Citation: Glowstix. "Machine of Society: An Experience with LSD, Mushrooms, Cannabis & Police (exp60953)". Erowid.org. Oct 5, 2007. erowid.org/exp/60953
||(blotter / tab)
Have you ever wondered what it would be like to talk to the cops while you're tripping? Have you considered what it would be like to be abruptly interrupted while minding your own business in the middle of an intense trip by a lengthy police interrogation? Terrifying isn't it? I've been there, read on.
The night began around 8:30 pm, with the ingestion of the hit of blotter acid and about 2 grams of mushrooms. I had just finished smoking a blunt and my stomach was nearly empty, so the trip began in about 20-30 minutes. My companion for the night had eaten about the same amount of mushrooms, but no acid. I had never combined LSD and mushrooms, so I didn't quite know what to expect of this trip. We began by watching TV, waiting to come up and trying to subtly urge my roommate and a few mutual non-tripping friends to leave the room so the trip could really begin. I find it quite uncomfortable to trip around those who aren't. Even though they are relatively experienced psychedelic drug users I just feel awkward, inappropriate and just plain goofy around non-trippers. They were in the process of getting drunk, and thus they were glad to leave us be and go play pool or something. I'd like to note that one of the friends, who I'll call Steve, left about eight beers in our fridge. Remaining alone with another tripper, in retrospect, was perhaps not the best of ideas.
However, at this point in time I was starting to trip pretty hard, and the combination of effects from the two hallucinogens was interesting and strange. The visuals were less intense than usual but much more detailed and intricate than any I had ever experienced before, the walls of my room seemed to be an intricate lattice of colors and figures that extended miles beyond my sight. The universe seemed to break down into thoughts and ideas rather than objects and processes, I pondered to what extent reality was merely an artificially constructed set of ideas and perceptions rather than a physical, solid, definable universe. After spinning glowsticks and listening to music at a high volume for an hour or so, I had another friend of mine roll a joint on my desk and the three of us went on a drive to smoke. The marijuana enhanced the visuals greatly, as has always been the case when I trip and smoke. Big mistake #1 was a few stems and seeds left on my desk, and the bag of pot left in the drawer.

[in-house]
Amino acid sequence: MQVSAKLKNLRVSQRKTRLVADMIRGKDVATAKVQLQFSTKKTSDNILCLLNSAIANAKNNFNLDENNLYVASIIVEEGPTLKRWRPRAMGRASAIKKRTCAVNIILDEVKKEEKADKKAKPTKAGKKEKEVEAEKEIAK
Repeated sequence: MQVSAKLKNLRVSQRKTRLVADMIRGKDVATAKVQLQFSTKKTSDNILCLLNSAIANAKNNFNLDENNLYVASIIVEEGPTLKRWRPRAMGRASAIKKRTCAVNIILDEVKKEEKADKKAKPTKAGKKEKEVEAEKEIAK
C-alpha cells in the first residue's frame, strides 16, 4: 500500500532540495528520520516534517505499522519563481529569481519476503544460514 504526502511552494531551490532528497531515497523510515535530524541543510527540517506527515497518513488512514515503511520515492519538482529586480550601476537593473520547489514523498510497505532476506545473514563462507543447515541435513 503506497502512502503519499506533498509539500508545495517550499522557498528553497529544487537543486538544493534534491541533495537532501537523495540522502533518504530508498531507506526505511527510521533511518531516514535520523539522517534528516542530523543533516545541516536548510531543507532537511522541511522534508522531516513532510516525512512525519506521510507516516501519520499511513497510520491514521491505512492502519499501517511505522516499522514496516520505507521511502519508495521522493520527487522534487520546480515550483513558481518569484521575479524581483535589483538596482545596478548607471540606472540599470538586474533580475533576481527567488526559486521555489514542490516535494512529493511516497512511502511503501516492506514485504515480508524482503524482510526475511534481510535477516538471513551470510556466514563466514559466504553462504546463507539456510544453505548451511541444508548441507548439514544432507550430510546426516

Being outside, away from the music and glowsticks and confinement of the dorm room took the trip in a new direction. I became grounded in reality to an extent. I could envision the entire universe as an enormous self-perpetuating machine, in which every bit of matter played an intricate role in the greater workings of our existence. I pondered the extent to which I could control my place in the machine, and the extent to which the machine would control me. Little did I know, at this point, the extent to which I would get stuck and nearly caught in that machine.
We arrived back at the dorm building and went back into the room after socializing with a few people in the pool room downstairs. I was feeling a bit more social now, but I didn't stay for long. We smelled strongly of marijuana, but that was nothing that normally concerned me. I'll call this big mistake #2. Once back in the room I started to spin glowsticks again and we turned the music back on. The music was at a fairly high volume, but nothing that would normally cause any trouble in the building. Everything seemed to be going great at this point. I was having an intense, thoughtful, fulfilling and unusual trip with no concerns to keep me from really enjoying myself. This is exactly the point where everything goes wrong.